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How Do I Know If My Dog Is A Candidate For Food Rewards? When To Consider Alternative Reward Markers

Updated: Mar 30, 2022


Not all dogs are candidates for food rewards for training.

With the trend of positive only, and giving dogs treats for training, some folks may find that it may not be working out for them, or their dog...

AND THAT'S OKAY! There are many ways to train.

Does your dog ONLY listen if you have treats? Does he over- perform as soon as he hears the treat bag?

Does he growl, guard, or nip when treats are presented?

Let's take a look at who may fit the criteria for alternative reward markers.

Treat smart, tricksters, and food aggressive dogs fit the bill of those who should usually not be given treats while training.

I'll also discuss what to do if your dog isn't motivated by food, or is too shy to take treats.


How do I know if my dog is a candidate for food rewards?

  • "Treat smart"

These dogs know when there's a reward 'good enough' for their behavior.... And when there is not.

This can be doubled as selective listening, and set a tone for future failure.

Dog's are not dumb, they may pick their battles.. In their mind, thoughts may read:

"No treat, no listen."

  • "Tricksters"

These dogs that see commands as tricks only, and as soon as they see or even hear the word treat they start performing.

Have you ever seen a dog immediately sit and then roll over as soon as you hold up the treat bag?

Maybe he runs right to his bed and waits for his reward with only so much as hearing the magic treat drawer open.

Not all dogs in this category should have treats withheld for training, but if it becomes a habit of selectivity...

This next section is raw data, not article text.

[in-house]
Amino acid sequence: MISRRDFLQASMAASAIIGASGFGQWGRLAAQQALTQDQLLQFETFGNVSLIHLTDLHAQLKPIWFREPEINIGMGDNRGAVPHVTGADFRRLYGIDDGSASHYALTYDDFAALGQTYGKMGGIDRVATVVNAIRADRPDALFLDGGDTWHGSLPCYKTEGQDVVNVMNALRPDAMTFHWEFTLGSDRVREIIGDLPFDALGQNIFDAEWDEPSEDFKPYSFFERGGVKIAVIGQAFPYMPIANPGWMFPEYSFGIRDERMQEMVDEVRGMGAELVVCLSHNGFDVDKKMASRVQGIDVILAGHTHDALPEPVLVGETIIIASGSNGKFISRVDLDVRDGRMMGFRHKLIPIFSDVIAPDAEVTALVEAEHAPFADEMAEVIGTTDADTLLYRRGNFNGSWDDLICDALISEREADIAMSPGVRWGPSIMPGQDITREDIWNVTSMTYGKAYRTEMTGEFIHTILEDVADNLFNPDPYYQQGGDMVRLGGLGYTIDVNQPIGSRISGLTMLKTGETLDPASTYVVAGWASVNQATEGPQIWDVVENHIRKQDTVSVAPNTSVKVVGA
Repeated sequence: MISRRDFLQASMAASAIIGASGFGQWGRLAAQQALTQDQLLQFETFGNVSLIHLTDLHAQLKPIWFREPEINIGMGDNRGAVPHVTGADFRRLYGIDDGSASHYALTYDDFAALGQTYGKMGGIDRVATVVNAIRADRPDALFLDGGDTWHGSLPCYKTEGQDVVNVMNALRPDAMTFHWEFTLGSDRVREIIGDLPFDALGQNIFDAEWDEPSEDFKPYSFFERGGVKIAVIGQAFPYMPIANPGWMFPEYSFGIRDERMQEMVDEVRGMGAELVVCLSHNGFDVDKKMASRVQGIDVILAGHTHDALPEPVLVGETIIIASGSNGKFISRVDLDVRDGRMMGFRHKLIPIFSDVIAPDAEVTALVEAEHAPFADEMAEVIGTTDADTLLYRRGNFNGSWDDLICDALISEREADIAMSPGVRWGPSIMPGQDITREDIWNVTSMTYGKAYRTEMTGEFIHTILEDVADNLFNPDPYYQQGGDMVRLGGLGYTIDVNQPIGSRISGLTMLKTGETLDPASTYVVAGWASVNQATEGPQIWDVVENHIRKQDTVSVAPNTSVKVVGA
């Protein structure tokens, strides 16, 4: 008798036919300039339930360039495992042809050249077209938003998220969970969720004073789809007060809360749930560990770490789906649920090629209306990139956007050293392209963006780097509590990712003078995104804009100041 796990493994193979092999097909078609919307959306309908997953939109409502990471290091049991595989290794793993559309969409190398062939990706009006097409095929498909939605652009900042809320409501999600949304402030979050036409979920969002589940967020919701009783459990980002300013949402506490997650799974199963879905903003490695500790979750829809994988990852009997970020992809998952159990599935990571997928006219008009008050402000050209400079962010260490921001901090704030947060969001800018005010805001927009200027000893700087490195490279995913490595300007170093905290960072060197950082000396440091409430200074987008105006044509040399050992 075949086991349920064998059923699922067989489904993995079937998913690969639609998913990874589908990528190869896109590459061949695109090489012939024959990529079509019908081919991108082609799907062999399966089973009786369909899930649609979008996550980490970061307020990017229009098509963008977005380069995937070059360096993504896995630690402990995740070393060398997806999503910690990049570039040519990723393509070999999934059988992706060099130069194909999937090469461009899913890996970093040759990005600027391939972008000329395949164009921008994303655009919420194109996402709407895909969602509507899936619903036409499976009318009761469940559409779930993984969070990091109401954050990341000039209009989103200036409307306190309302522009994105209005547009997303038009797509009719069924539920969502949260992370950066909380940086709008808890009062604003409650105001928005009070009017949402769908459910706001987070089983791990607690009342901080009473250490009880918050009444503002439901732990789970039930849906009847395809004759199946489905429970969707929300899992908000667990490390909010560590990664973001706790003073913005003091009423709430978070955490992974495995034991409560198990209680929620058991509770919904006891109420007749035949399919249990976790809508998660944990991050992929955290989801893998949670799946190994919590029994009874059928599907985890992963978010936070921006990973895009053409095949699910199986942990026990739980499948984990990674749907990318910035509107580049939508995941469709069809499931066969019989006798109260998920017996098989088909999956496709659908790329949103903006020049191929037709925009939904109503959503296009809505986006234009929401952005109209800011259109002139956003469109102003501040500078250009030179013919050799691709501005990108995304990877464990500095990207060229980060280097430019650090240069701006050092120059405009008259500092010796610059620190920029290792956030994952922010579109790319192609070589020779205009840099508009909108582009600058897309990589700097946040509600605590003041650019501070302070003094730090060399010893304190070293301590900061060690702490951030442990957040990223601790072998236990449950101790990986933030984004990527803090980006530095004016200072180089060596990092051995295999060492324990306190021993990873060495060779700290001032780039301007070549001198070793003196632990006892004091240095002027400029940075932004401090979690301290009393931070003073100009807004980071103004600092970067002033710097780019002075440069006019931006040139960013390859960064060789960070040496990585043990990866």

Then you may reconsider your reward marker.

Dogs that automatically listen are fantastic, they know what you expect of them.. but remember, training is not a series of tricks, they are commands and should be treated as such.

  • Food aggressive dogs

Also in this category are those who guard resources.

These dogs fit the bill to withhold treats during training.

Until their minds are reconditioned, they are in no shape to see food or treats as positive. They view it as an invaluable resource that they must protect at all costs.

Fearful dogs should also not be bribed with food to 'make things positive.' By building a bridge with food you can actually create more fear than trust. By puting food between them and their fear, this creates a fight or flight and undue pressure type of situation. It's better to build their confidence with various training techniques and experiences than using a valuable resource to pressure the dog. They could also eventually associate food with the negative thing they are afraid of and become accustomed to guarding their resources.


You shouldn't always use treats

I do not always use treats in training, even with my own dog... She fits into the trickster category, actually! And she is VERY treat smart.

The last point I want to make is that we live in the real world.... and so do our dogs.

So many trainers make the mistake of convincing dog owners that they need to train with 100% positive reinforcement and ALWAYS give treats to their dog.


We will not always have treats with us everywhere we go, and it shouldn't be a bribe to get our dogs to listen.

I prefer to build motivation and focus and then phase out treats so they are not even needed!

THAT is real world training.


For some dogs, treat rewards can actually do more harm than good

Some dogs may also do better with alternative reward markers such as:

  • Toys

  • Praise

  • Petting

Fearful dogs do especially well with praise and light petting/ pats. This also gets them used to touch.

I've found that high drive dogs tend to do better with toy rewards.

Rescue dogs or newly adopted puppies may be too shy to take one or the other of whichever you decide to offer, so having the skills and resources to figure out what motivates them for training is key.

It's best to evaluate the dog's personality and response to different rewards before dishing out the cookies for every command.

Some dog owners also find that their dogs just aren't motivated by treats/ food rewards and may struggle to train them.

So trying other methods may do wonders for their training goals.


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